7. Why would a member of the Sanhedrin, who just voted to have Jesus killed as a blasphemer, request Jesus’ body?
  8. For that matter, how was there a unanimous vote if there were at least two known Jesus-followers on the council?

1.  Because Mark is a writer who prefers shock and awe. It’s possible the original ending was lost and it’s also possible Mark left it this way because it was the job of the audience to tell the message.

2. Because he didn’t need to. If he has a death and a burial and a resurrection, then that means the tomb was empty. The tomb was also shameful and thus not mentioned.

3. Probably because you have different eyewitnesses giving their accounts. This objection relies more on inerrancy.

4. Because it was a shameful event. We also don’t have any dispute that Jesus was buried for at least the first 300 years.

5. Because the burial was shameful and Jesus wasn’t there anyway.

6. Because toleration was granted to Jewish purity practices in the holy land.

7.Because he was a secret sympathizer and was trying to give some honor to Jesus.

8. Because it doesn’t mean everyone was there. It was a kangaroo court after all.

We conclude that SC really doesn’t have much of a case. Hopefully, he’ll spend more time interacting with scholarship and less time with concerns about inerrancy. He would also be benefitted by learning about the honor-shame culture of the New Testament.

In Christ,
Nick Peters

Book Plunge: Seeing Through Christianity Part 4

What do we do with the atonement? Let’s plunge into the Deeper Waters and find out.

As we continue through Zuersher’s work, we come to a chapter on atonement. Now I’ll state this upright. I have not spent much time looking at a lot of theories of the atonement. I have read Wright’s recent work on the cross. I think it’s an excellent work. Still, I cannot speak as an authority on the atonement, but that could be in some ways an advantage here.

You see, the reason I don’t see this as a defeater here is this is my situation. I have enough evidence to convince me that God exists. I have enough evidence to convince me of the full deity of Jesus. I have enough evidence to convince me that Jesus rose from the dead physically. I have enough evidence to convince me that Scripture is reliable. Does it make any sense to anyone to say “I’m not fully clear on how atonement works, so therefore I should doubt that Christianity is true.”?

Of course not. Any area of study will always have some unanswered questions. Consider for instance in science, when we see creatures that seem incredibly advanced. Does this mean every evolutionist will just throw in the towel and abandon the theory wholesale? Not at all, nor would I expect them to. One looks at the primary data they have for a position even if secondary details aren’t exactly clear.

Zuersher says first that there is disagreement means that this is being made up as we go along. He says that this means we do not have some privileged path to the divine. If by that He means that God is not obligated to answer all of our questions for us, that is entirely correct. If He means that we do not have the way to God in Christ, that would be wrong, but believing we do doesn’t mean we have perfect atonement knowledge.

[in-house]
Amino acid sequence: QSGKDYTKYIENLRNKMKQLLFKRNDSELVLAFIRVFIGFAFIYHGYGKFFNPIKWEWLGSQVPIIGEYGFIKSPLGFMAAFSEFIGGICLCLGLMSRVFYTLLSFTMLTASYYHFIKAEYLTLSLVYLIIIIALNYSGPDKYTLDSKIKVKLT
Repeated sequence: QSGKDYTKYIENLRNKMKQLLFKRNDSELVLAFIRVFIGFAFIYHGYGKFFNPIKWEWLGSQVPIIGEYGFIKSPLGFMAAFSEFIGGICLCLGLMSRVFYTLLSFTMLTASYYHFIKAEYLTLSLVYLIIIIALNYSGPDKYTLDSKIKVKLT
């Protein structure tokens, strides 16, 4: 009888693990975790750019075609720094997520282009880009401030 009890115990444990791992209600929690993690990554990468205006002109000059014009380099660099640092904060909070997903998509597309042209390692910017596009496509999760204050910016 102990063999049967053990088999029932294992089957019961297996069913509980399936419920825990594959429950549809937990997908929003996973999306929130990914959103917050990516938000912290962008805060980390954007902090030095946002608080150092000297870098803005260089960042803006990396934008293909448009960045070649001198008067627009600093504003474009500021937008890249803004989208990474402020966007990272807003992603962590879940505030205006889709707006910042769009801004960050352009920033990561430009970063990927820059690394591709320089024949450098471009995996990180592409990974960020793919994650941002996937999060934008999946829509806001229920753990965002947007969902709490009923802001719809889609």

The next part is one that Zuersher gets so close to the truth of matters, but then He rejects it for theological reasons. Zuersher says that satisfaction says that God’s honor must be restored, but if that’s true, then God has personality traits unworthy of a morally perfect being. It’s truly tragic how close Zuersher gets to good theology but then allows his cultural prejudices and lack of understanding of honor to get in the way.

To begin with, I don’t think it’s right to speak of God as a morally perfect being. A morally perfect being is one that does that which they ought to do always. God has no ought. He does not owe anyone anything. God is instead a good being. He is perfect and lacking nothing in Himself.

So how could God be lacking honor? It’s not a lack in Himself. It’s rather how God is perceived. There were two kinds of honor in the ancient world. One was one had based on who they were and their lineage and such. God’s honor is untouched here. The other is their reputation. How are they perceived in the eyes of others? Here, God’s reputation is tied to how He is seen in the eyes of humanity and how we treat Him. We can live lives that honor God or not. Zuersher rejects this without bothering to understand the culture or the theology.

Third, he says that God could just forgive. After all, we do it. Sure, but we are not the ones that are perfectly good and holy. If God just lets it go, He is saying that our well-being is of greater importance than His goodness. In other words, the good of man outranks the good of God. God is treating sin as no big deal, when every sin is really an act of divine treason.

He next says that if Jesus had a fully human nature, then what happened on the cross was murder since it was a human sacrifice. Well, he is right that it is murder. Jesus submitted to the ruling authorities. This is also not the same as suicide. The authorities did not realize what they were doing, but many holy men in Judaism dying would see themselves as dying for the sins of the people.

He also says that a willing death does not excuse the executioners. Of course not. Whoever said that it did? They were fully convinced they were doing right. My statement about this has been that either Jesus was the wickedest man who ever lived and the crucifixion was the most just and righteous act of all to stop Him, or He was the most righteous man who ever lived and the crucifixion was the most wicked act of all time.

He then goes into the claims of how Jesus was an invalid sacrifice. I recommend the works of Michael Brown here on answering Jewish objections to Jesus. Brown has looked at this a lot more than I have.